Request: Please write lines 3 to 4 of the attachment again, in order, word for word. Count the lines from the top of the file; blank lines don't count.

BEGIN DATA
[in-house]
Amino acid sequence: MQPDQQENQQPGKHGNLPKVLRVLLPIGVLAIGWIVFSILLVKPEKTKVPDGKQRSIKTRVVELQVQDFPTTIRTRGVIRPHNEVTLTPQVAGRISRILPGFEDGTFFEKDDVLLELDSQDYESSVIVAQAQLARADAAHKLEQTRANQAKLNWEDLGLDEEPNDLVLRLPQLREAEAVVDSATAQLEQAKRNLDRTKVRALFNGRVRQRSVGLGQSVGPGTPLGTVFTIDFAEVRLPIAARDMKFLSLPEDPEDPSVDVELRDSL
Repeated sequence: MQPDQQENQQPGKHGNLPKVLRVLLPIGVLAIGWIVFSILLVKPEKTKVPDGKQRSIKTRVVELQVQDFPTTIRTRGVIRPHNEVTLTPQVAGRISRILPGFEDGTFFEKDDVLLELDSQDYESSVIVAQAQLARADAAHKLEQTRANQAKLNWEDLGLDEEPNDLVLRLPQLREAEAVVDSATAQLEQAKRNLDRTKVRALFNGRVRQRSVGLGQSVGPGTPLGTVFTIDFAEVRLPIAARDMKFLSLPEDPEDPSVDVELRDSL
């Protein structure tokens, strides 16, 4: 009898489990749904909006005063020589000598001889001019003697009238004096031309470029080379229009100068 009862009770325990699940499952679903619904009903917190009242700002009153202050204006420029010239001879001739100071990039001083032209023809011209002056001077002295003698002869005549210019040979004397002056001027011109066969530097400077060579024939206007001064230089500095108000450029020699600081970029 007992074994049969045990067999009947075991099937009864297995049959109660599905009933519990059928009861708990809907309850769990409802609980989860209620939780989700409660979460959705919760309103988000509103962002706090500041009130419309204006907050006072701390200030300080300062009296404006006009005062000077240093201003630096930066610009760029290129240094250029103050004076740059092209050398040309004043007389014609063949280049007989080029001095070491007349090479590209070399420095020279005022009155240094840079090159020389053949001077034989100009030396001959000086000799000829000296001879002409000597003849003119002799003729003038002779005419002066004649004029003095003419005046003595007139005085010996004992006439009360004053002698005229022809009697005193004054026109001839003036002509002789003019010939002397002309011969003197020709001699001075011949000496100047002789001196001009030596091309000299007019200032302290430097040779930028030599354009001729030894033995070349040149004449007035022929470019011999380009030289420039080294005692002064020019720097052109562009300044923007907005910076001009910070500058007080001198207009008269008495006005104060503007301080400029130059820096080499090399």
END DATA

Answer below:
Repeated sequence: MQPDQQENQQPGKHGNLPKVLRVLLPIGVLAIGWIVFSILLVKPEKTKVPDGKQRSIKTRVVELQVQDFPTTIRTRGVIRPHNEVTLTPQVAGRISRILPGFEDGTFFEKDDVLLELDSQDYESSVIVAQAQLARADAAHKLEQTRANQAKLNWEDLGLDEEPNDLVLRLPQLREAEAVVDSATAQLEQAKRNLDRTKVRALFNGRVRQRSVGLGQSVGPGTPLGTVFTIDFAEVRLPIAARDMKFLSLPEDPEDPSVDVELRDSL
């Protein structure tokens, strides 16, 4: 009898489990749904909006005063020589000598001889001019003697009238004096031309470029080379229009100068 009862009770325990699940499952679903619904009903917190009242700002009153202050204006420029010239001879001739100071990039001083032209023809011209002056001077002295003698002869005549210019040979004397002056001027011109066969530097400077060579024939206007001064230089500095108000450029020699600081970029 007992074994049969045990067999009947075991099937009864297995049959109660599905009933519990059928009861708990809907309850769990409802609980989860209620939780989700409660979460959705919760309103988000509103962002706090500041009130419309204006907050006072701390200030300080300062009296404006006009005062000077240093201003630096930066610009760029290129240094250029103050004076740059092209050398040309004043007389014609063949280049007989080029001095070491007349090479590209070399420095020279005022009155240094840079090159020389053949001077034989100009030396001959000086000799000829000296001879002409000597003849003119002799003729003038002779005419002066004649004029003095003419005046003595007139005085010996004992006439009360004053002698005229022809009697005193004054026109001839003036002509002789003019010939002397002309011969003197020709001699001075011949000496100047002789001196001009030596091309000299007019200032302290430097040779930028030599354009001729030894033995070349040149004449007035022929470019011999380009030289420039080294005692002064020019720097052109562009300044923007907005910076001009910070500058007080001198207009008269008495006005104060503007301080400029130059820096080499090399």